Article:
While one can buy a cheap 320x240 LCD touch screen for an Arduino-based project, it can be more convenient--especially for prototyping and testing a sketch--to use a tablet or phone as both a touch screen and a power source for a project. You can have a much higher resolution and better looking display on your Android device (e.g., all your lines will be anti-aliased).
The Android-based screen could be connected via USB Serial, Bluetooth or WiFi (e.g., ESP8266).
To that end I wrote VectorDisplay (source here), an Android app that pairs with an Arduino library that implements a large subset of the Adafruit GFX interface. You can write code that can then be easily ported to use a standalone screen, or keep using the sketch with an Android-based display. And you can send commands from the Android app to control the Arduino sketch. The Arduino library is largely board-independent: it should work with any board that provides a USB serial port object named Serial or with an ESP8266 over WiFi or with Bluetooth (pair your board first).
As a proof of concept application, I ported the bare-bones STM32-O-Scope project to use VectorDisplay in place of the ILI9341 display. The result is a (rough around the edges) portable, battery-powered 1.7MS/s oscilloscope that requires nothing more than a $2 STM32F103C board (using the libmaple-based Arduino core), two wires, a USB OTG cable and an Android device. Of course, all you get with this is a range from 0 to about 3.3V.
Step 1: Install Software
I assume you have an Arduino IDE set up for your favorite board and that your favorite board has a USB serial interface.
Go to Sketch | Include library | Manage libraries. Put "VectorDisplay" in the search area and click on "Install" once it's found.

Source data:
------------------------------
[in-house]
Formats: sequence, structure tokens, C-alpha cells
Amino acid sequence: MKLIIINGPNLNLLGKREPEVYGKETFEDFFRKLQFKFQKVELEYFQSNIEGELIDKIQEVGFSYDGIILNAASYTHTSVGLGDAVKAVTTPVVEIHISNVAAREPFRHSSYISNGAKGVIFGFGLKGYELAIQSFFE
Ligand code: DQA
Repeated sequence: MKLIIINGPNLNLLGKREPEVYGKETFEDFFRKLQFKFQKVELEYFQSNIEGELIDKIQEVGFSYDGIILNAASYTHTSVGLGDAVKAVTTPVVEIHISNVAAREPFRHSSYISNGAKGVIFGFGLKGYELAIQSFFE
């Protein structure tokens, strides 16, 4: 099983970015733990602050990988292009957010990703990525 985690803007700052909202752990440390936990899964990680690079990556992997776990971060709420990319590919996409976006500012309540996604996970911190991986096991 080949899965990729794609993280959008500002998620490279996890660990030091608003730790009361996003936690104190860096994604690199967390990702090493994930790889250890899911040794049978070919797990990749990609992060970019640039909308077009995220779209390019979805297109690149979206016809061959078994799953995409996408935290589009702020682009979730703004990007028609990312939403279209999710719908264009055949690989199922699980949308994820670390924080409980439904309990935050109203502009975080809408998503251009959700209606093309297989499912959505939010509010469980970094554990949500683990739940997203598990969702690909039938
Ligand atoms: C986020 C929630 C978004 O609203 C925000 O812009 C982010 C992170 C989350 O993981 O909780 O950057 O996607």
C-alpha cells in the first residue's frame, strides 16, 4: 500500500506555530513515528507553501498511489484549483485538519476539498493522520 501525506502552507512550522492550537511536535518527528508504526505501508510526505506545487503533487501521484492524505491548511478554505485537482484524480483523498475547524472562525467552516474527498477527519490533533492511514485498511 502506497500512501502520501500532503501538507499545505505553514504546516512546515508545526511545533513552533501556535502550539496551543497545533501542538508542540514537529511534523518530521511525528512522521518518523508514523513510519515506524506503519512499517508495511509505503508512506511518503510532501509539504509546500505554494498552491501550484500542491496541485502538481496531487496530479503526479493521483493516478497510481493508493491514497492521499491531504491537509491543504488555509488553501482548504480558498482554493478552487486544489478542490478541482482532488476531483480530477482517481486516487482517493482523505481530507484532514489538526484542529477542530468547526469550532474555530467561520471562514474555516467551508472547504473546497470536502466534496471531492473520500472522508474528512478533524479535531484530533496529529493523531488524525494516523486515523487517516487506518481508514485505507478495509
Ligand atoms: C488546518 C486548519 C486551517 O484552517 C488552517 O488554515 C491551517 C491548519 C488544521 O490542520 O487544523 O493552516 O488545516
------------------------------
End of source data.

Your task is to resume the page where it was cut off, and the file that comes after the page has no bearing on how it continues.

Download the library zip from here.
Unzip into a folder inside your Arduino/libraries folder.
Download VectorDisplay from Google Play and install it on your Android device. You may need to enable installation from unknown sources on your Android device. The Android app uses the UsbSerial library and the starting point was one of the example apps for the library.
Step 2: Demo Sketch
Connect your board (in upload mode if need be) to your computer and go to File | Examples | VectorDisplay | circles in your Arduino IDE. Click on the upload button (right arrow).
Start the VectorDisplay app on your Android device. Plug your board into the Android device via USB OTG cable. (If your board has a USB micro port, make sure your USB OTG host side goes to the Android device). You should now get a permission query for VectorDisplay. Press OK.
If all goes well, VectorDisplay will now show two buttons on the left side of the screen: Circle and Color. Pressing Circle draws a random circle on the screen and Color changes the color to a random color before the next circle.
If you look at the circles sketch in the IDE, you will see that the serial vector display is declared with:
and then initialized in setup() with: